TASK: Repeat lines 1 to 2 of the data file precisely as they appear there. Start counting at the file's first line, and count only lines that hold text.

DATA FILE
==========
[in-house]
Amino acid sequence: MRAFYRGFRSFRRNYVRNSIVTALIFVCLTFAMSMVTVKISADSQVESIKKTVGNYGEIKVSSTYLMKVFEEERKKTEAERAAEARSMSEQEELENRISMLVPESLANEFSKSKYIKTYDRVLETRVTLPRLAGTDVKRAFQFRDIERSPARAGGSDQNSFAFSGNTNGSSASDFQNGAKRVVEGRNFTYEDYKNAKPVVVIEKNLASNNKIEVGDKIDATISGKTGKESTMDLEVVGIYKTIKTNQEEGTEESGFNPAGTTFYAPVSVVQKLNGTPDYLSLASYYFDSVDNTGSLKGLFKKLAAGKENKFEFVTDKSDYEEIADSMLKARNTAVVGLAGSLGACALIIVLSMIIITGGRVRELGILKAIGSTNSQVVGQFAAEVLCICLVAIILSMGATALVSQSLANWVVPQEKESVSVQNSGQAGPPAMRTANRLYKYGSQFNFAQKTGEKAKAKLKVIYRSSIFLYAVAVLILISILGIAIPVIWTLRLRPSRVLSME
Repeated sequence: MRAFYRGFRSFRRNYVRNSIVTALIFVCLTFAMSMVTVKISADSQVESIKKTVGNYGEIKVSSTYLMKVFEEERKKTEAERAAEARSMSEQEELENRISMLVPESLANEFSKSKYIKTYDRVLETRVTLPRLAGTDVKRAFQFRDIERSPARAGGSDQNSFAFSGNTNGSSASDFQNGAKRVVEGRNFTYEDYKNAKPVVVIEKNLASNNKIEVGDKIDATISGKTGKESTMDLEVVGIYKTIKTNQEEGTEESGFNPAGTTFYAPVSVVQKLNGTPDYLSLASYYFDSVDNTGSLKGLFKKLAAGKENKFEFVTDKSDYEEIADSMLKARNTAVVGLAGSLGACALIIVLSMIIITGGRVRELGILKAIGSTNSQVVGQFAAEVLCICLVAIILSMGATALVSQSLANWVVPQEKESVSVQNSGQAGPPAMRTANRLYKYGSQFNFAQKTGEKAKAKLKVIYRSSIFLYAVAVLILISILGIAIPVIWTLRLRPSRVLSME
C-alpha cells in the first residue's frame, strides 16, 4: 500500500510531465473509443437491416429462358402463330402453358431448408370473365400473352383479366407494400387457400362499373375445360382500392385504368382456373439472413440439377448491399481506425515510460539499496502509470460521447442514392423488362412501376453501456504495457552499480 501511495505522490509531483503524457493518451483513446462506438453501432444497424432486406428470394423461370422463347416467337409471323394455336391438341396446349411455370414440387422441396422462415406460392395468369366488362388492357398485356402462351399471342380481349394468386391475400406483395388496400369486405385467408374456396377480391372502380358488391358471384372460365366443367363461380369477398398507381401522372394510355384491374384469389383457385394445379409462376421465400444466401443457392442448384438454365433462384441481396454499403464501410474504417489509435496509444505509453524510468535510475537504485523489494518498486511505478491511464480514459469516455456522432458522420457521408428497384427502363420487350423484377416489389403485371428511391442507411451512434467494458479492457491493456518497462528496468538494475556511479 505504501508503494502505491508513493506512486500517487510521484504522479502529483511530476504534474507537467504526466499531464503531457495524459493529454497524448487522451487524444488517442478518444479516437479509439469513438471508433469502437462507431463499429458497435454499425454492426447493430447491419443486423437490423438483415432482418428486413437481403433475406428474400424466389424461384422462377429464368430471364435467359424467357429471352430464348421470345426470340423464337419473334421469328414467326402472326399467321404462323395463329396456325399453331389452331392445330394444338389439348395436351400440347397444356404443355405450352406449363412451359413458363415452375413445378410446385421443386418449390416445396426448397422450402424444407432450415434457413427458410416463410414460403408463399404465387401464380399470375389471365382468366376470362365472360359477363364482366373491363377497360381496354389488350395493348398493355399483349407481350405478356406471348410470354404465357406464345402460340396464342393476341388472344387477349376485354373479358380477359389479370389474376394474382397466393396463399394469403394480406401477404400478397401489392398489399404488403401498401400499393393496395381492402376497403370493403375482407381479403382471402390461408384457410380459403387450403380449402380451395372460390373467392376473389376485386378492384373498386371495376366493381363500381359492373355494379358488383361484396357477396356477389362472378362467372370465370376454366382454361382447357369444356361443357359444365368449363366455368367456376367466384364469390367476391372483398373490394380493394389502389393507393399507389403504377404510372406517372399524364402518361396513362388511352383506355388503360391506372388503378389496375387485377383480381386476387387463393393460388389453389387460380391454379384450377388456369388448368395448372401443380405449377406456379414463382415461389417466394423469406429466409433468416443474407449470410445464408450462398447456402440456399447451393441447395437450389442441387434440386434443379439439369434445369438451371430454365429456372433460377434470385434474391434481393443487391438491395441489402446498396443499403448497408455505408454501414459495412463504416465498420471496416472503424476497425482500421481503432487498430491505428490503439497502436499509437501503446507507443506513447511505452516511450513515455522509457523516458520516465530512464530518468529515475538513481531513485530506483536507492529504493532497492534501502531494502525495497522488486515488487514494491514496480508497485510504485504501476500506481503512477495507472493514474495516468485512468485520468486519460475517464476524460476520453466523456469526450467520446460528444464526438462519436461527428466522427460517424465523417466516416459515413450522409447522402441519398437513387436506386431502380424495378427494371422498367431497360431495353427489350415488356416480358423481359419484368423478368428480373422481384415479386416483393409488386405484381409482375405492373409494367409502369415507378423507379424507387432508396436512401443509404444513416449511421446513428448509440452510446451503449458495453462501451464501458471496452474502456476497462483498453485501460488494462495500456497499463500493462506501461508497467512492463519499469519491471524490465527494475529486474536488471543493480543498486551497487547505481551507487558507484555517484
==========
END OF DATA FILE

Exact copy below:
[in-house]
Amino acid sequence: MRAFYRGFRSFRRNYVRNSIVTALIFVCLTFAMSMVTVKISADSQVESIKKTVGNYGEIKVSSTYLMKVFEEERKKTEAERAAEARSMSEQEELENRISMLVPESLANEFSKSKYIKTYDRVLETRVTLPRLAGTDVKRAFQFRDIERSPARAGGSDQNSFAFSGNTNGSSASDFQNGAKRVVEGRNFTYEDYKNAKPVVVIEKNLASNNKIEVGDKIDATISGKTGKESTMDLEVVGIYKTIKTNQEEGTEESGFNPAGTTFYAPVSVVQKLNGTPDYLSLASYYFDSVDNTGSLKGLFKKLAAGKENKFEFVTDKSDYEEIADSMLKARNTAVVGLAGSLGACALIIVLSMIIITGGRVRELGILKAIGSTNSQVVGQFAAEVLCICLVAIILSMGATALVSQSLANWVVPQEKESVSVQNSGQAGPPAMRTANRLYKYGSQFNFAQKTGEKAKAKLKVIYRSSIFLYAVAVLILISILGIAIPVIWTLRLRPSRVLSME